Hurricane Katrina Four Years Later: Greening the Crescent City

Organizer Darryl Malek-Wiley.
Image credit:Sierra Club

Next Saturday, August 29th, marks four years since Hurricane Katrina hit the Gulf Coast. The Sierra Club has been actively involved in many facets of the recovery (from exposing the toxic FEMA trailers, to helping restore wetlands, and more) - and this week brought some good news for those wanting a comprehensive look at the green recovery in New Orleans.

The devastation of Hurricane Katrina has provided the city of New Orleans with a unique opportunity to develop a national model for rebuilding green - and there are many, many projects under way."I knew there were lots of folks doing green recovery work that I didn't know about," said Sierra Club Environmental Justice Organizer Darryl Malek-Wiley, who is based in New Orleans. "There are so many projects going on."

So when two graduate students approached him looking for a project, the three knew just what to do. This week we released the results: A new report analyzing the green rebuilding efforts under way in New Orleans.

This "New Orleans Green Building Assessment" (PDF) report examines the current and former green building efforts in New Orleans, noting partnerships and potential strategies for improvement throughout.

The report's five goals are to:

* profile key agencies;
* catalog current and former green building projects;
* evaluate the capacity and needs of each business and organization;
* assess the current green building situation;
* and develop a directory of local green building service providers.

"This assessment documents and merges the disparate green building efforts into one central location," said Malek-Wiley. "Moving forward, this document provides a foundation for the city to develop a 'best practices' model for rebuilding green, focusing on the city’s existing and emerging partnerships."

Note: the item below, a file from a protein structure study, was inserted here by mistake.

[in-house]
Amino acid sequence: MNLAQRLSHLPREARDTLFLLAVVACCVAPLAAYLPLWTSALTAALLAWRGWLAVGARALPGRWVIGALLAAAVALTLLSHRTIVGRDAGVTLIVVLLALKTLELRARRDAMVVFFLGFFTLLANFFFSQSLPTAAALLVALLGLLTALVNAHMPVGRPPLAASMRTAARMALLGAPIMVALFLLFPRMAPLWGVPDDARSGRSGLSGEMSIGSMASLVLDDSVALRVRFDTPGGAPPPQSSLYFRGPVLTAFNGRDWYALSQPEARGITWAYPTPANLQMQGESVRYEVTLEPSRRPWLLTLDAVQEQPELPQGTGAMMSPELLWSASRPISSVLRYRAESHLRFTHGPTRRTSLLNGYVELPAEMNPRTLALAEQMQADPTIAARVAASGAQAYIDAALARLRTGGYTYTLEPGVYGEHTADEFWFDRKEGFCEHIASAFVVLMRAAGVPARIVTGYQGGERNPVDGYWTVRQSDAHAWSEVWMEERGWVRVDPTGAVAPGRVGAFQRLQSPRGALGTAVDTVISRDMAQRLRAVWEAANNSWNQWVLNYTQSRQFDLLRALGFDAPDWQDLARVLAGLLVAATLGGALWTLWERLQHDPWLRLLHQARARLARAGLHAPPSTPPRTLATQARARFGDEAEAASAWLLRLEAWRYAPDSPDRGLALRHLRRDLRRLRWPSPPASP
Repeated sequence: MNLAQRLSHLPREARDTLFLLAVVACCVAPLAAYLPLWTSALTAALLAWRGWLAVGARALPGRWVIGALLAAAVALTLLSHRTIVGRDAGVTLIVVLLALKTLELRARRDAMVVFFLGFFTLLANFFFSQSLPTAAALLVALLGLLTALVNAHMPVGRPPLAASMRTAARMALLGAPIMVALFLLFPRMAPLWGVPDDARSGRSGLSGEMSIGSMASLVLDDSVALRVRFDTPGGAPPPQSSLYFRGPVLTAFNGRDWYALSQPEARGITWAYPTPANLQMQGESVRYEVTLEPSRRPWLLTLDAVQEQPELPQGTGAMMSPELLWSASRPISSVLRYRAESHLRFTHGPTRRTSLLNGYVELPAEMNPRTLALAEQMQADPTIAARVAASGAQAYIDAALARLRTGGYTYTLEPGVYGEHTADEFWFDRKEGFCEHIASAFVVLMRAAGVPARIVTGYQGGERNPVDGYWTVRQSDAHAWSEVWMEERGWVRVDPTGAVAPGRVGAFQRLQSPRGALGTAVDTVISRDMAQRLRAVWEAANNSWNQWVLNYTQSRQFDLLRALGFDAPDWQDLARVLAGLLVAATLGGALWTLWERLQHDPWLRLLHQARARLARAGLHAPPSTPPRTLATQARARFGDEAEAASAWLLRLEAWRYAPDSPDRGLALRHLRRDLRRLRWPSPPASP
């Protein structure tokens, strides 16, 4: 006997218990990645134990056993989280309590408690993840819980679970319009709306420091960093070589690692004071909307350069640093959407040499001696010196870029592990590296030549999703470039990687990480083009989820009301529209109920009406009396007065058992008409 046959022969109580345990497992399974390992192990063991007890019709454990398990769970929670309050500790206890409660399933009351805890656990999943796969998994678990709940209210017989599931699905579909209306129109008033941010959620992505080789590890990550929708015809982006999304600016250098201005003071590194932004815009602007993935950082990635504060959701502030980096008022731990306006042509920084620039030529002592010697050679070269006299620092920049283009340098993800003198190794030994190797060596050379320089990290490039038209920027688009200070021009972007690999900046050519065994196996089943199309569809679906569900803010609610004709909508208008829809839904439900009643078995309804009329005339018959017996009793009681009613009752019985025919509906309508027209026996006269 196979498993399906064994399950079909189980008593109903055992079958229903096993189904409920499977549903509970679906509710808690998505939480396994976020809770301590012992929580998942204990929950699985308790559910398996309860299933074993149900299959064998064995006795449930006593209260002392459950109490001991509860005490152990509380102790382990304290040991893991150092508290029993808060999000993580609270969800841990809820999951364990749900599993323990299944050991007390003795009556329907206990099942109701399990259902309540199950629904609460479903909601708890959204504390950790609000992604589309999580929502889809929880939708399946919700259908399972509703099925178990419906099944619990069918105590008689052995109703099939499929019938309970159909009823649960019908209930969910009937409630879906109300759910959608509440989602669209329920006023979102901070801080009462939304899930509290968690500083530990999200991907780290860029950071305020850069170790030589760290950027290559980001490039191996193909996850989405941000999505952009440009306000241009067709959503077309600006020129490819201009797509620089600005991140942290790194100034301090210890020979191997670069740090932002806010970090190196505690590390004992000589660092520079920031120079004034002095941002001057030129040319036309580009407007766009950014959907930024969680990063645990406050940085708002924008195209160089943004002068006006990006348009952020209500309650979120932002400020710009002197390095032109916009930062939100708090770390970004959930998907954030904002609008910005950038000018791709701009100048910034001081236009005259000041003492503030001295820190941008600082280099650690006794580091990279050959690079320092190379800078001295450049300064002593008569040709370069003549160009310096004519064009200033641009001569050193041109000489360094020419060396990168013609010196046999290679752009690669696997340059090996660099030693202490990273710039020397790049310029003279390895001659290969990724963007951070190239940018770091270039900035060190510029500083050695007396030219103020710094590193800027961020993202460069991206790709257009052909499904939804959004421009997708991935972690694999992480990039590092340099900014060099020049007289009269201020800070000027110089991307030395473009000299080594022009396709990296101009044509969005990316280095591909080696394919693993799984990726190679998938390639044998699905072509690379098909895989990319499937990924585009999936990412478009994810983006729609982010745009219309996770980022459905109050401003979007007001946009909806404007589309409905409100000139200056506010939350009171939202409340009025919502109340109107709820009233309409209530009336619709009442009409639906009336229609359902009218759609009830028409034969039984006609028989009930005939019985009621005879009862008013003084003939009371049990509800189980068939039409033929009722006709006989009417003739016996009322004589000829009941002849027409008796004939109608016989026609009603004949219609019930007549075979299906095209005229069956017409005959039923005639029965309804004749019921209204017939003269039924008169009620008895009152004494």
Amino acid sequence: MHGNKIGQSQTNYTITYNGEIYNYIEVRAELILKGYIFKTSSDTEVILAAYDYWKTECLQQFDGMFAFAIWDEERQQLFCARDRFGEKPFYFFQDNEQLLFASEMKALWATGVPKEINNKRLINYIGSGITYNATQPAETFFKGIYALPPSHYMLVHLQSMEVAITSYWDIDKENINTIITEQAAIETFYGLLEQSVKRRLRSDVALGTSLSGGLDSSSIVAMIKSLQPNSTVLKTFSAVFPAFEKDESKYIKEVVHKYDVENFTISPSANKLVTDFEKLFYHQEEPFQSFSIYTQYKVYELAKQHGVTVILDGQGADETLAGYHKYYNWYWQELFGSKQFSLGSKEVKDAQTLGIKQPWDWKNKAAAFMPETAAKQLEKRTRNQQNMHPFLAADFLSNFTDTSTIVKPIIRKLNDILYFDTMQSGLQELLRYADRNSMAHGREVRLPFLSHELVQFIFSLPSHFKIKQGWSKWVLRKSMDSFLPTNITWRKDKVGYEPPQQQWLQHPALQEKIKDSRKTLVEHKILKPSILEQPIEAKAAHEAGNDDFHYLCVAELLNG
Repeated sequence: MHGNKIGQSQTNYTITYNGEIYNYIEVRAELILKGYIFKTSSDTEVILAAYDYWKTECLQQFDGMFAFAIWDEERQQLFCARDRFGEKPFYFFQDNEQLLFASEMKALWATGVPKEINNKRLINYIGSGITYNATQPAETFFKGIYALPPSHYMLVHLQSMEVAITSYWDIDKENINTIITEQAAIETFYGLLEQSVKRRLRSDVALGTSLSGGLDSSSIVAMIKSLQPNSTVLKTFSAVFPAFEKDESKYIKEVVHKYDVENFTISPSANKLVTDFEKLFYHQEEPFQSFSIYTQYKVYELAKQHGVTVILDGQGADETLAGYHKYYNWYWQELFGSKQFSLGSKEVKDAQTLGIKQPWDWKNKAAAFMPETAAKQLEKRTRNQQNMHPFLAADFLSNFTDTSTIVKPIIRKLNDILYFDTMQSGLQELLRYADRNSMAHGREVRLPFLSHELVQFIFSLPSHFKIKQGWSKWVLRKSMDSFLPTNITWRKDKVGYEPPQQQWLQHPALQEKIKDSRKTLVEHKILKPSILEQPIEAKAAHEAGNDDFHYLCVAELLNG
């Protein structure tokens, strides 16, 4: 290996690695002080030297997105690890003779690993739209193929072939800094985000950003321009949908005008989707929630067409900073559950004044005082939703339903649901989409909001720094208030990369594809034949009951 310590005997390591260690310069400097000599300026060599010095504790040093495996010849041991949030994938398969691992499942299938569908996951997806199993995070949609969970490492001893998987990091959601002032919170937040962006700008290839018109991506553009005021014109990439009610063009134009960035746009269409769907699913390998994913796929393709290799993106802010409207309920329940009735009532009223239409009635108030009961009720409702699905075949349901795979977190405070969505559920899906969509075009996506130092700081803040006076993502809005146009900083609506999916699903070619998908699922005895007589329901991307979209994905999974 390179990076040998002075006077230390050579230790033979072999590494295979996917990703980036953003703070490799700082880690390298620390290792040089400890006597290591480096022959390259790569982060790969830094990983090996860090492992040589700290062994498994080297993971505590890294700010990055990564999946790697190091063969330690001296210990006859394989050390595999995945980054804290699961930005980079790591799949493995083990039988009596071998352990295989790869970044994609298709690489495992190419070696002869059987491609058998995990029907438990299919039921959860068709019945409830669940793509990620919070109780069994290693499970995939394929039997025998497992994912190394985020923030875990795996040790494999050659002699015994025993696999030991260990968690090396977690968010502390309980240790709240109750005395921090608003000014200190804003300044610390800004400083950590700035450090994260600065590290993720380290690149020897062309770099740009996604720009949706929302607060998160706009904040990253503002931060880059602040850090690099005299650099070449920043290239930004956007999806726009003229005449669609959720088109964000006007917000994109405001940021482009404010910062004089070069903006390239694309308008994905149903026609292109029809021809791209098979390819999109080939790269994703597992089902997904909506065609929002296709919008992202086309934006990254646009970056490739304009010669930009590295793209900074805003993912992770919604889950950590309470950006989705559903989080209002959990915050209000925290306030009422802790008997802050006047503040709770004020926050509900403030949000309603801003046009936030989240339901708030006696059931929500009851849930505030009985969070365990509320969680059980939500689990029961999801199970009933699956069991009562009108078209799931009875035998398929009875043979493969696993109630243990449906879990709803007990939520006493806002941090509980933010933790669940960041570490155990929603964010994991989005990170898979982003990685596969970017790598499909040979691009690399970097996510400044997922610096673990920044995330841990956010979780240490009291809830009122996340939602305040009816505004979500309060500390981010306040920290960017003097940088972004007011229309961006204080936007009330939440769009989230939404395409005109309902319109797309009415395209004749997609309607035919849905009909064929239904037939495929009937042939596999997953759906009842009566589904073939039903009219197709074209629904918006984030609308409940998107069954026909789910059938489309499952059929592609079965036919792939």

The report includes the green work from non-profits, architects, construction companies, and more. It even includes programs that provide training for doing that sort of work, added Malek-Wiley.

I had a chance to look through the 53-page document and it's inspiring to see such a wide array of organizations all active in some facet of New Orleans' green recovery. Malek-Wiley agreed with me.

"It's pretty amazing what all's going on down here," he said.

He's excited to get the report out as far and wide as possible, as well as updating it during an early November conference sponsored by the Sierra Club and the United Steelworkers entitled "The New Orleans Green Rebuilding Conference."

For now, he's happy to provide such a resource on the eve of the 4th anniversary of one of the worst disasters in U.S. history. Many residents lost friends and family members - and many still don't have homes. The road to recovery continues.

"It's still very personal," Malek-Wiley said.

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